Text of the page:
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Louisiana Lawmakers Working to Keep New Mississippi River Bridge in Upcoming Budget

Wed March 23, 2022 - Southeast Edition
Plaquemine Post South

The current Horace Strickland/I-10 bridge
The current Horace Strickland/I-10 bridge

Iberville Parish President J. Mitchell Ourso said he is working with the local legislative delegation to ensure the 2023 Louisiana state budget includes the funding Gov. John Bel Edwards wants to put toward construction of a modern Mississippi River Bridge in Baton Rouge.

The Plaquemine Post South reported March 21 that Ourso's plans came into place after several high-ranking legislators balked over the $500 million Edwards wanted for the project.

Louisiana Speaker of the House Clay Schexnayder (R-Gonzales) leads the pack among lawmakers who have said they oppose the set-aside as it currently stands, according to the newspaper. He said he would only support the measure if the state would make its final choice on the site selection before the session ends June 6.

Ourso also has met with Rep. Chad Brown (D-Plaquemine) to make sure Schexnayder and other House members do not shut the door on the project.

Edwards, upon unveiling his 2022 budget proposals in January, called the project Louisiana's biggest infrastructure need.

The proposal could eventually ease the backups that stretch for miles in all four directions leading to the current Mississippi River Bridge, which opened in April 1968. Around the area, the old structure is more commonly known as the "new bridge" because it is the younger of the two spans that cross the river in the capital city, downstream from the older Huey P. Long Bridge.

The cantilever bridge carries Interstate 10 across the river from Port Allen in West Baton Rouge Parish to Baton Rouge in East Baton Rouge Parish.

Edwards' plan highlights a budget $1.6 billion higher than the state's predicted revenue, the Post South reported. The state also is in line to receive $1 billion more than the normal $200 million a year allocation of funding for the next five years. That money will come from the $1 trillion federal Infrastructure Investment and Jobs Act.

But Louisiana Senate President Page Cortez (R-Lafayette) said he could not justify putting the bridge project in the budget when its building may take at least 20 years to become a reality.

The proposed funding in this year's budget may be the only chance to secure an amount of that size for a modern bridge, Ourso said.

"This is a one-time grant — it's not recurring revenue," he explained. "And, as the rate of inflation continues to climb, it will be harder to secure that money."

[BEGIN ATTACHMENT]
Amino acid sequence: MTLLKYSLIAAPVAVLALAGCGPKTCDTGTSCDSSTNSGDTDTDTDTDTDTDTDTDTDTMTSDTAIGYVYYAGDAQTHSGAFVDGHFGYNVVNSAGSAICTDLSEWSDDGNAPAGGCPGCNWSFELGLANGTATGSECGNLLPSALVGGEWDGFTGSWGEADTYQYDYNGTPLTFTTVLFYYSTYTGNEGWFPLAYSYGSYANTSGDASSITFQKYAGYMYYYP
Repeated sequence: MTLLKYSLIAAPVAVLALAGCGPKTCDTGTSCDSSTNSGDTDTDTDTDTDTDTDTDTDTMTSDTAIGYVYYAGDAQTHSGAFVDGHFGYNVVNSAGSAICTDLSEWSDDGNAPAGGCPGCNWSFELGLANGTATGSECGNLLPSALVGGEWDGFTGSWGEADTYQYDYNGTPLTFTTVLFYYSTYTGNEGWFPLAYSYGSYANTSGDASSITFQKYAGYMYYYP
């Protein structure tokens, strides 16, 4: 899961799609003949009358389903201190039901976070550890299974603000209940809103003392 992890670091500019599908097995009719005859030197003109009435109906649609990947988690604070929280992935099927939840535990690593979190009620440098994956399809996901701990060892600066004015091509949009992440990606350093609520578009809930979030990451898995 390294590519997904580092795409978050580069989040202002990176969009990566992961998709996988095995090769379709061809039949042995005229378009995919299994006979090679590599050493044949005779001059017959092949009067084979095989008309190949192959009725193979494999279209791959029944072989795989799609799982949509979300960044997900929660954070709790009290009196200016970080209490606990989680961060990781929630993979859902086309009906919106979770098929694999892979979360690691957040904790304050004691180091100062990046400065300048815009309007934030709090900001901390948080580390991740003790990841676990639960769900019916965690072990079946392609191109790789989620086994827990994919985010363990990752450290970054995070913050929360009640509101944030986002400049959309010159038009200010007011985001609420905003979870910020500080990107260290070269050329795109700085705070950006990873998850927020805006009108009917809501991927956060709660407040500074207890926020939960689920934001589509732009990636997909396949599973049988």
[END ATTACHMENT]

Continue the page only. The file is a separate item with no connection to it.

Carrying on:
Ourso said he plans to attend the Capital Area Road and Bridge District meeting March 28 to push for the site selection.

He also said he remains confident that the project will remain in the budget.

"I have a good feeling it will work out good for Iberville Parish," he told the Post South.

Budgetary Concerns Have Kept Project from Being Built

During its December meeting, the Louisiana Department of Transportation and Development (DOTD) reinstated three sites previously eliminated from the list of where a new bridge may be built south of the Intracoastal Waterway in Port Allen, just west of Baton Rouge, and north of the Sunshine Bridge near Donaldsonville. In doing so, it moved the list from 17 to 20 sites.

The talk of another Mississippi River Bridge has circulated for more than 30 years, but budgetary roadblocks kept it from advancing past the discussion stage.

The rate of inflation would likely hike the price tag of the project by at least $200 million, DOTD Secretary Shawn Wilson said in February during an address to the Press Club of Baton Rouge.

But he added that the state's allocation is critical to move the bridge building forward.

"The federal government looks for a full commitment," Wilson noted.

The DOTD plans to create a connector route from I-10 to reroute the traffic to the proposed bridge, which would create a connection between LA Highway 1 on the west side of the river to LA 30 on the east bank.

The connector route itself will play an integral role in the project, Wilson said during a speech.

"Building a bridge without a connector route to I-10 is not the answer," he explained. "You've got to get to I-10 from LA 1, and I-10 from LA 30 to make it meaningful. If we only build the bridge, we're doing ourselves a disservice."

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